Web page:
Artist on File: Anthea Denton, Artist & Sculptor
A beautiful spring day finds me driving down winding country lanes, passing fields that stretch out into the distance, to keep a rendezvous with the talented artist Anthea Denton. Her dreamy thatched ‘May Cottage’ and studio are in a rural idyll near the village of Sandridge.
Anthea is one of those people I seriously admire; she is supremely well organised and an accomplished technician. These traits alongside her acute artistic eye make viewing her work very gratifying.
Anthea was born in Penrith, Cumbria but her Family moved to Bradford, Yorkshire, when she was 6. She lived and worked in the area before moving to London in 1971. Anthea was a trained Secretary and in 1978 she began working for an oil company in London Victoria.
We talked in Anthea’s lounge surrounded by her splendid work. I love horses and used to ride, so my attention was immediately drawn to the marvellous sculpture of a horse’s head. ‘I rode and owned horses for over 20 years so had plenty of time to study their anatomy’. Her affection for all things equine was such that she bought and restored rocking horses for 2 years ‘It was a delight to restore them to their original glory.’
Anthea takes pride in the anatomical accuracy and the precision of measurements of her subjects; animals or human alike. Although Anthea has had a lifelong interest in art she started sculpting about 15 years ago. She was at a dinner party and the host asked if she would create a sculpture of his cat and her reply was: ‘I’ll have a go’.
She says: ‘With animals it is too dangerous to use calipers, so I take most measurements by hand. Not as accurate, of course, but it works.
One of my commissions was “Kizzy”, a cat who loved mushrooms. My client wanted the pose to be of her sitting up eating a mushroom. The hardest part was to have the model looking comfortable and not as if she was about to fall over. You’d get very tired of looking at something that was off balance.’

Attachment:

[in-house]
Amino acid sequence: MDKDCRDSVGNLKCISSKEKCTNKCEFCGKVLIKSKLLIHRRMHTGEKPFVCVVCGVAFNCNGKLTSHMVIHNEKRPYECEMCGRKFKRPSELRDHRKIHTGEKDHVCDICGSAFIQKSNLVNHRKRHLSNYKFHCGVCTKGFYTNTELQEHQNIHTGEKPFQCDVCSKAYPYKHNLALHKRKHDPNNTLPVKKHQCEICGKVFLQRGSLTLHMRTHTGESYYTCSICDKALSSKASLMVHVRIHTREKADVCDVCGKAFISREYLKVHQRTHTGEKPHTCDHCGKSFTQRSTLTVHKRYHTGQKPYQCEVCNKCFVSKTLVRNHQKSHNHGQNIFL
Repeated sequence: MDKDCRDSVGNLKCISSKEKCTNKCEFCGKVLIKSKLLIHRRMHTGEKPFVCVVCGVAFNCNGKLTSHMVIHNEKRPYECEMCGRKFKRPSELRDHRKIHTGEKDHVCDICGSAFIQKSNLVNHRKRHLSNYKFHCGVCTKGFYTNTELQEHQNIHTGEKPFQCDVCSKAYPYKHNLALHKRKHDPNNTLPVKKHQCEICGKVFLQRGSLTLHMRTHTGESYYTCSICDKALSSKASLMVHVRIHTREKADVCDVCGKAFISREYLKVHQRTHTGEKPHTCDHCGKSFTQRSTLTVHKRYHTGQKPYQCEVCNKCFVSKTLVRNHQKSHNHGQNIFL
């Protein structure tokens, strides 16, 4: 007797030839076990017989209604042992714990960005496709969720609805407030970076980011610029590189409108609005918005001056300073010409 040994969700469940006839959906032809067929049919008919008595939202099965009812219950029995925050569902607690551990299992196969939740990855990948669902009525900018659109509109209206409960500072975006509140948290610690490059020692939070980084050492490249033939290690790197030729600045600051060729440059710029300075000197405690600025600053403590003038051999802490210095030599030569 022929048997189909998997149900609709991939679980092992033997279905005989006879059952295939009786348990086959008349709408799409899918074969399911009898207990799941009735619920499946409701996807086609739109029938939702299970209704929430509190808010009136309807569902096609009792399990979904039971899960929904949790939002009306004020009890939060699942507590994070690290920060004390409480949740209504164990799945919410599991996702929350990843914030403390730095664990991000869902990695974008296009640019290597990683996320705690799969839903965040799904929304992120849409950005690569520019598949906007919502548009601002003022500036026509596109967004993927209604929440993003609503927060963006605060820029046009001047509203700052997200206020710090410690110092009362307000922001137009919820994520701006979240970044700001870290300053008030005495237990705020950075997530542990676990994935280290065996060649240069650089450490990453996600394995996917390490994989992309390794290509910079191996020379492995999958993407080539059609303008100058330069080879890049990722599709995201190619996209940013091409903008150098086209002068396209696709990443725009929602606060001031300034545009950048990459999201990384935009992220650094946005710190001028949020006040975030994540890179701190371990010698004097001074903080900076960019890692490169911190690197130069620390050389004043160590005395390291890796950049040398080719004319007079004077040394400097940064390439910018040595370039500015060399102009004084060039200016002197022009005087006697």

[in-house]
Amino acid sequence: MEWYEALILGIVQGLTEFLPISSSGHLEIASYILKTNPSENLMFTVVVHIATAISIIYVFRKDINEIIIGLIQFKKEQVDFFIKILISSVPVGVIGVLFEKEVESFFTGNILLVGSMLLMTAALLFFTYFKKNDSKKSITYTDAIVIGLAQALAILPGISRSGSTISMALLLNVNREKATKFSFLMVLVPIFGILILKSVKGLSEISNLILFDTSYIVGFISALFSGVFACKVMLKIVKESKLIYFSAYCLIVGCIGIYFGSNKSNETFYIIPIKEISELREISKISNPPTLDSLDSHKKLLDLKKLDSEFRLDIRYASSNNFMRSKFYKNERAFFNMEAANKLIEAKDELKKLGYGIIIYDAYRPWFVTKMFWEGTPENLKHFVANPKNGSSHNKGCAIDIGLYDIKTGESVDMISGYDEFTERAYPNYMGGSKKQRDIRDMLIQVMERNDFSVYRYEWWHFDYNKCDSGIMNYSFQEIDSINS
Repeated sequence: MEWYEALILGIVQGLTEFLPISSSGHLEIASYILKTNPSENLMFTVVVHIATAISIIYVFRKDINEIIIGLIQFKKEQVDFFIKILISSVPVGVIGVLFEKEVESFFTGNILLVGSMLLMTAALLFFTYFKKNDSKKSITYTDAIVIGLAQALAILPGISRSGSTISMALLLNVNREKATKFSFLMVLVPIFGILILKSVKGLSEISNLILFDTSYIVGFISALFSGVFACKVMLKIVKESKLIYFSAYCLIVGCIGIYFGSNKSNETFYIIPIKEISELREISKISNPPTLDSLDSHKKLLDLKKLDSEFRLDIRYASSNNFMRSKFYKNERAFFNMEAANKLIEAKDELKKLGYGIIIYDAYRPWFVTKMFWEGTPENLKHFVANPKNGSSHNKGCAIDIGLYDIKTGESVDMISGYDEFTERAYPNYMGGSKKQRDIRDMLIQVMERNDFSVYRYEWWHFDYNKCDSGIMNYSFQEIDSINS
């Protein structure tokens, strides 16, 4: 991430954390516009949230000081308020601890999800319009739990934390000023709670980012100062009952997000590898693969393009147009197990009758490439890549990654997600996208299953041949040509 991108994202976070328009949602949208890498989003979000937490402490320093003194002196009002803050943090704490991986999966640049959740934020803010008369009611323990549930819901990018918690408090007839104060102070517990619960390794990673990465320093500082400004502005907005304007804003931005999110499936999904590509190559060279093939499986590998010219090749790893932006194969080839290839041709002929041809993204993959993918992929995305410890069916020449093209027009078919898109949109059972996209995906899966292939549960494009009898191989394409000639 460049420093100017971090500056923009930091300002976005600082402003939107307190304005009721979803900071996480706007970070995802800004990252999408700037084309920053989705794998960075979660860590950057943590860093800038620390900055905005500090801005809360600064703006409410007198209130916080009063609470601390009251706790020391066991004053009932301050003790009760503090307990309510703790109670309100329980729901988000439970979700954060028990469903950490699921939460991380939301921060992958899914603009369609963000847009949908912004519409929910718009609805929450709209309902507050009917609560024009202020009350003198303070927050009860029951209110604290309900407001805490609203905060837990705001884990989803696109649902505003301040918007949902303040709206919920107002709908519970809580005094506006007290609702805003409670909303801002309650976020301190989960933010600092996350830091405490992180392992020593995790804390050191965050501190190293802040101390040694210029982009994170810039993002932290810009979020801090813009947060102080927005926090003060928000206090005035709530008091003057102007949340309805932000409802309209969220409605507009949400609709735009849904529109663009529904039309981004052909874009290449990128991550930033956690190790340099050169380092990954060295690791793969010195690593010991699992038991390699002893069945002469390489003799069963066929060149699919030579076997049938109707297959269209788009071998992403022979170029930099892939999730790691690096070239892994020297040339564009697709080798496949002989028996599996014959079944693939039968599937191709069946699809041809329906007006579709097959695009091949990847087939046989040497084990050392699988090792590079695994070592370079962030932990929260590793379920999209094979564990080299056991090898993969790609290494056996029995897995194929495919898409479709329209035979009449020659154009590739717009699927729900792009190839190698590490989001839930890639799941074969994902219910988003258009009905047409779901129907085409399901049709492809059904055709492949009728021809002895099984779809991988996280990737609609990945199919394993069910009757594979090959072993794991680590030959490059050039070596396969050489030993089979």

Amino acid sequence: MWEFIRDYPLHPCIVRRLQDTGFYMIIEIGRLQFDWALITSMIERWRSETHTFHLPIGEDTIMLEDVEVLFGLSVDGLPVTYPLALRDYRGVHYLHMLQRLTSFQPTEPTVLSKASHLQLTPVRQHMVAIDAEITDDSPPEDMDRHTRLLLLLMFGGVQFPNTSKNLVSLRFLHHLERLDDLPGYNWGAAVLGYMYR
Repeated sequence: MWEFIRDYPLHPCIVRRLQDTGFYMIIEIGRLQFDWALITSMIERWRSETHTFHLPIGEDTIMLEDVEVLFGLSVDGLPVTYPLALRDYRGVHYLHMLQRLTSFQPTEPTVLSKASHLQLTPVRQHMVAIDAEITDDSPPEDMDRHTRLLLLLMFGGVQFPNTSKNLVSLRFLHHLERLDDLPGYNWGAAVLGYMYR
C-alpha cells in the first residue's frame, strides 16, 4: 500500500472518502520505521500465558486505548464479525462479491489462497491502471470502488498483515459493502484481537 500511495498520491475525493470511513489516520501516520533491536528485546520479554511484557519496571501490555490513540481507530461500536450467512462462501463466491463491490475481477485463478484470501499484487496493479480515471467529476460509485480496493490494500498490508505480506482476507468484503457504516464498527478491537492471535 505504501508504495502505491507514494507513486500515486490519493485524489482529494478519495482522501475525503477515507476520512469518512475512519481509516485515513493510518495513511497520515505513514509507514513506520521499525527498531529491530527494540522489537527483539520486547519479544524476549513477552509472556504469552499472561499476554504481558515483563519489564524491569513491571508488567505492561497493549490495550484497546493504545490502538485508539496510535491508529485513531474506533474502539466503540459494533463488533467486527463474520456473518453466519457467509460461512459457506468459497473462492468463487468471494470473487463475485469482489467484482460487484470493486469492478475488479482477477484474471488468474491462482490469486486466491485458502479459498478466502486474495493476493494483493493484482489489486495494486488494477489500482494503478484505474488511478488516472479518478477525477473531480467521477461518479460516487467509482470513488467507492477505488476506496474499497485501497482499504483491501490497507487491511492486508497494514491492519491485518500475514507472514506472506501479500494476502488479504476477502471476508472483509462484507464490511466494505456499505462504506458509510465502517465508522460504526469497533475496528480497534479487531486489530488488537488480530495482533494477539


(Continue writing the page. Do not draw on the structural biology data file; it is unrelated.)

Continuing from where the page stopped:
These sculptures of the same Greyhound are cast in plaster. I wondered on average how long a piece of work took to produce: ‘It is approximately 3 months from start to finish, which allows about 6 weeks for me and 6 weeks for my foundry in Limehouse to cast the sculpture in bronze.’
Whilst living in London, Anthea enrolled at Camden Arts College, where she did a series of geometric paintings. “I have a tidy mind so geometric painting suited me’.
Anthea later enrolled in a sculpture course at Oaklands College in Harpenden for 2 years with tutor Mo Gardener.
‘My intention was to sculpt horses, as I had spent many years with them, but Mo told me that I really ought to do a person’s head. Not wishing to fall out with my tutor in the first week, I modelled a bust of my husband. I think it was about 8 years before I modelled a horse. Cats, dogs and people, yes, but not a horse! I once read in a book that: sculptors who can sculpt people can do animals, but sculptors who do animals often cannot do people.’ Anthea can do both with considerable élan. I thought this bust of her husband, set in the pretty gardens of their house was fantastic.
Anthea also attended the Hampstead School of Art for 2 years. ‘The tutorials were for 3 hours a week and for one whole term we had the same model. This allowed me to concentrate on the body in class and then work on the facial features at home. Working with the same individual for a lengthy period is very helpful in understanding the human form’.
‘I also took a 2 year course at the University of Hertfordshire in Hatfield, when they were on the Old BAe site. I learnt so much from watching other people work in class.; also the campus library was near the classroom, which made it easy just to wander over there to look at their reference books. The library in the new campus is a much further away from the classroom.’
I thought this sculpture of a crossed legged man, from a life model in one of her classes, was absolutely wonderfuland I also admired this art deco statuette called ‘Girl with a Bowl’.
The study of faces is a particularly fascinating subject and these examples of Anthea’s head sculptures are tremendous.
Amongst the many commissions Anthea has received was a doorway surround for the Fanshawe pool and gym in Ware in 1998. It is a mezzo relief in Bronze Resin featuring seahorses and dolphins.
She has added another string to her artistic bow by taking up hand painting silk scarves and belongs to the Guild of Silk Painters Sericum group, along with the HVA Sculptors group, although she says she is a very poor attender of both, as she also has other interests.
Anthea regularly takes part in our Open Studios event and will be exhibiting her work this year.
If you would like to visit Anthea’s studio or commission her work, please contact her on:
Telephone: 01582 832173
by CLARE KENDAL BATE